September 27, 1980
Venezuelans Absolve Bosch in Bombing of Plane
Dr. Orlando Bosch, the self-proclaimed "mastermind" who directed anti-Castro terrorism in South Florida during the late 1960s and early 1970s. was absolved Friday by a Venezuelan military court of responsibility in the midair explosion of a Cuban passenger plane that killed 73 persons four years ago.
Three Venezuelans also were cleared with Bosch. They all had been charged with homicide, possession of war arms and false documents. All four had spent nearly four years in a Venezuelan jail.
The decision still must be ratified by a higher military court, an action expected next week, before Bosch is released from San Carlos prison in Caracas where he has been since his arrest in Oct. 8, 1976.
Friday's decision had been anticipated since last week when military prosecutor, Antonio Moros, said the evidence linking Bosch and his companions to the fatal blast was "without foundation."
THE MILITARY court did, however, recommend that the Barbados government continue its investigation of the Oct. 6, 1976, bombing that plunged the Cuban DC8 airliner into the ocean shortly after take-off from the Eastern Caribbean island, killing all aboard.
The court. in absolving Bosch of the bombing, agreed with Moros that there was insufficient evidence indicating that he and the other three defendants had placed the bomb in Cubana de Aviacion's flight 455 en route from Guyana to Havana.
The decision is expected to further exacerbate already strained relations between Cuba and the Venezuelan government of President Luis Herrera Campins.
Venezuelan Ambassador to Cuba, Cesar Rondon Lovera was recalled to Caracas in early April following the "invasion" of the Peruvian Embassy in Havana by some 10,000 would-be Cuban refugees. It was feared the same thing might happen at the Venezuelan Embassy where several Cubans had earlier taken asylum as they had done in the Peruvian Embassy.
BOSCH, a pediatrician and published poet, served tour years in a U.S. federal prison for acts of sabotage in the Miami area in the late 1960s and early 1970s as the leader of a shadowy anti-Castro terrorist group known as Cuban Power.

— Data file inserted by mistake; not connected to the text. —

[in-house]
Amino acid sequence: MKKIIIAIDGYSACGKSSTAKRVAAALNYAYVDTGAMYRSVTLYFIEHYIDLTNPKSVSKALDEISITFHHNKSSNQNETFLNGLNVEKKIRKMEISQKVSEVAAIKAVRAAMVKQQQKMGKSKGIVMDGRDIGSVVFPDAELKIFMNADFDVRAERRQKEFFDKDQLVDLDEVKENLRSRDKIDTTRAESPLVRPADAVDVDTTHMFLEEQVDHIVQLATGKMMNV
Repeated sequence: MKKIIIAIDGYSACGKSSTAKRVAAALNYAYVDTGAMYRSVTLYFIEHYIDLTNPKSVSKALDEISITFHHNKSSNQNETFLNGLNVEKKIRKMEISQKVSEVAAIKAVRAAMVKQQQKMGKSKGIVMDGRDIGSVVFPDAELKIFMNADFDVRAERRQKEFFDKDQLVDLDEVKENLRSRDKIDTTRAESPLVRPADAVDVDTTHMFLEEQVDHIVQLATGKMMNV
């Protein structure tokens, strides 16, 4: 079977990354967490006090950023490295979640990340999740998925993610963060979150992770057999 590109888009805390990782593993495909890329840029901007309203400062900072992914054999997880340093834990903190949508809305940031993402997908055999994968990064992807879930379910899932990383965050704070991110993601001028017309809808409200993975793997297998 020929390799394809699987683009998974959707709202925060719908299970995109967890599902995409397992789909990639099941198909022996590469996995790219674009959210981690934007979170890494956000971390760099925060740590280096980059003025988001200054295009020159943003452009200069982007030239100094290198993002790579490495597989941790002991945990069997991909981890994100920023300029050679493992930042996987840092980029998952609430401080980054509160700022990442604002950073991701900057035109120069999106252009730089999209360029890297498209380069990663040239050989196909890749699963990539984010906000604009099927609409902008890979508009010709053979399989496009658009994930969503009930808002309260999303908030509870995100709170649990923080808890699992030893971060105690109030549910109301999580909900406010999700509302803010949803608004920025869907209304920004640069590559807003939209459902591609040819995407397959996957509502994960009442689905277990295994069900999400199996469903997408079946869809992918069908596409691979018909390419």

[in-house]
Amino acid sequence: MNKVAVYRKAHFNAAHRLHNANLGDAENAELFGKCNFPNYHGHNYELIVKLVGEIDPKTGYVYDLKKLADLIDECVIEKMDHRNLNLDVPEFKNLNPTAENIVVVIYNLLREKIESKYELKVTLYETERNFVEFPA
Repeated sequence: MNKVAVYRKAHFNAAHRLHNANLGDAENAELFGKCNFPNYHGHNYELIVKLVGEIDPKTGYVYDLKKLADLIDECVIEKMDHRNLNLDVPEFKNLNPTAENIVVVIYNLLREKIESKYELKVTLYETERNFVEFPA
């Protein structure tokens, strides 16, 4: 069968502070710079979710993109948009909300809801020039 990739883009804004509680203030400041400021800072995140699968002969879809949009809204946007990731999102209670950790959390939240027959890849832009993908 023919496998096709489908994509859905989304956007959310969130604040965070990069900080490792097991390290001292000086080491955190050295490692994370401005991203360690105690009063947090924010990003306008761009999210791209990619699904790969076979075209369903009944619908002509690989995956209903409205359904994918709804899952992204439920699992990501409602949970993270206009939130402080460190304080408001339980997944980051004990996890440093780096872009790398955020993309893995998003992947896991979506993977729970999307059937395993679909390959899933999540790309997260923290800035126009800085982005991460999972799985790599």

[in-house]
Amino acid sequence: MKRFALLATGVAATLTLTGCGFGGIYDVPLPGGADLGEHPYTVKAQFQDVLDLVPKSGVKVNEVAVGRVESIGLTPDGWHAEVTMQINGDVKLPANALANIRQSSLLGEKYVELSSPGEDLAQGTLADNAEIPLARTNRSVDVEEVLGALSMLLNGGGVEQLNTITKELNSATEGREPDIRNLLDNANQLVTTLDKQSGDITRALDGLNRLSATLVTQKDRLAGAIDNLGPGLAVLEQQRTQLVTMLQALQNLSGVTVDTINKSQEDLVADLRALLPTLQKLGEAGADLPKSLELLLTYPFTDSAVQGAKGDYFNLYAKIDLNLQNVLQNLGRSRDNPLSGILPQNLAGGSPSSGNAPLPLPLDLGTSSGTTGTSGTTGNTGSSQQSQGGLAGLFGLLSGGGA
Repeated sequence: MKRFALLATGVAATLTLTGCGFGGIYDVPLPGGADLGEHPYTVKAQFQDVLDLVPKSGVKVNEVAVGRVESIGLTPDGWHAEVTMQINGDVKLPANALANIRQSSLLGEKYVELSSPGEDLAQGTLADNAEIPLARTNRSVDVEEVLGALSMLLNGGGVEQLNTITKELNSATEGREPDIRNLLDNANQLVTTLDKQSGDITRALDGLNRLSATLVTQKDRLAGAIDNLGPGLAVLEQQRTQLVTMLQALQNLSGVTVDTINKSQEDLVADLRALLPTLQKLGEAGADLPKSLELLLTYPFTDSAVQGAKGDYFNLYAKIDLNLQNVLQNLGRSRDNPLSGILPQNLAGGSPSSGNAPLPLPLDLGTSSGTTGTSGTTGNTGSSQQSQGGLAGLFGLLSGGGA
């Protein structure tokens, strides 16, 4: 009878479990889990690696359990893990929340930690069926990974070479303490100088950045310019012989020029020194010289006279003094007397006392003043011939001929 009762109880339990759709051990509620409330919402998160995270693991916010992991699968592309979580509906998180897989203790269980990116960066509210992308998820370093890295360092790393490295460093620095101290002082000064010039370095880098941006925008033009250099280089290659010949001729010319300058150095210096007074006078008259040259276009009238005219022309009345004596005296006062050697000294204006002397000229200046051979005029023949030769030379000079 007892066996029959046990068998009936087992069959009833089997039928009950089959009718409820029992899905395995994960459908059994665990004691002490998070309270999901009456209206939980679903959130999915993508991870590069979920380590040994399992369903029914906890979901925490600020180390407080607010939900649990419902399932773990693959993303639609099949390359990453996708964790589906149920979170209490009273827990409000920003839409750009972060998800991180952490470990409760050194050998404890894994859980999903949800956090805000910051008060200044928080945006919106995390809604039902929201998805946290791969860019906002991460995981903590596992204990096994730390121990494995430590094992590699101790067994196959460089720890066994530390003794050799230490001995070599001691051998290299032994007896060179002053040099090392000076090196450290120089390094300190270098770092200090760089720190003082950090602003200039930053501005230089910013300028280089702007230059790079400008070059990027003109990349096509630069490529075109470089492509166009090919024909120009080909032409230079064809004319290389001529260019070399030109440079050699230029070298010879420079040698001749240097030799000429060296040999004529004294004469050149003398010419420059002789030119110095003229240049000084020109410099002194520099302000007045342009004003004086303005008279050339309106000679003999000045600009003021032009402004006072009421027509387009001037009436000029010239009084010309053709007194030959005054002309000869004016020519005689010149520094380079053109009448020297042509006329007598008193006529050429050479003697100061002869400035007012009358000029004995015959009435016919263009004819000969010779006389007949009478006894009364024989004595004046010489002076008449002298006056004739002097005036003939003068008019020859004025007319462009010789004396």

Local law enforcement officials have linked Bosch and his anti-Castro supporters in South Florida to a rash of dynamite bombings, including the blast that rocked offices of Mackey Airlines in 1977, shortly after the airline announced it planned to resume flights to Cuba.
He was convicted in 1968 and spent four years in prison for the bazooka attack on a Polish freighter in Miami harbor. Released on parole in 1972, Bosch skipped the country. For that, he still has four years to serve on the original sentence.
In 1974, he was arrested and jailed for two weeks by Venezuela authorities after admitting to two bombings of Cuban and Panamanian buildings in Caracas. He was mysteriously released and turned up in Curacao where he told a Cuban exile radio newsman from Miami:
"We will invade the Cuban embassies and will murder the Cuban diplomats and will hijack the Cuban planes until Castro releases some of the political prisoners and begins to deal with us."
Bosch acknowledged in one clandestine interview that he was the mastermind for much of the anti-Castro terrorism in the United States and once offered a reward of "up to $3 million" to finance Castro's assassination.
Bosch was jailed briefly in Costa Rica in 1976 when government officials said they believed he planned to disrupt the visit by Secretary of State Henry Kissinger.
ON FRIDAY, the Venezuelan military tribunal did convict Bosch and Hernando Ricardo of possessing false identification papers and sentenced them to 4.5 months in prison, but the four years already served was counted against the sentence. Bosch's other two co-defendants, Freddy Lugo and Luis Posada, a Cuban-born, naturalized Venezuelan, were cleared of all charges against them.
Bosch and Posada were arrested in Caracas while Ricardo and Lugo were taken into custody in Port of Spain, Trinidad, immediately after the fatal Cabana explosion.
Although the four were absolved of the bombing charges, the military court noted that the Cabana crash was "produced by a nitroglycerin bomb placed in the rear cargo compartment of the plane."
"Not having determined the origin of the bomb, the country where it was placed [in the plane] nor the person who could have been involved in this event ... the court declines jurisdiction in this country."
Ramon Aguiar, who headed the defense team for Bosch and the other three defendants, told reporters following the decision that "we are deeply satisfied and jubilant because even at the end of four years, justice has been done."
When Moros, the military prosecutor, asked last week that the charges be dropped; Bosch told reporters that the decision was "valiant, honest, honorable and in good faith."
He conceded that the "monstrous event" of Barbados had brought negative reaction to the anti-Castro Cuban cause but contended that people had forgotten "the state of war that exists between the Cubans who love liberty and the Cubans who are tyrannizing our island."
Asked what he would do If he were to be released, Bosch said he would "continue serving with great vehemence and force of will the cause of my people, the people of Cuba."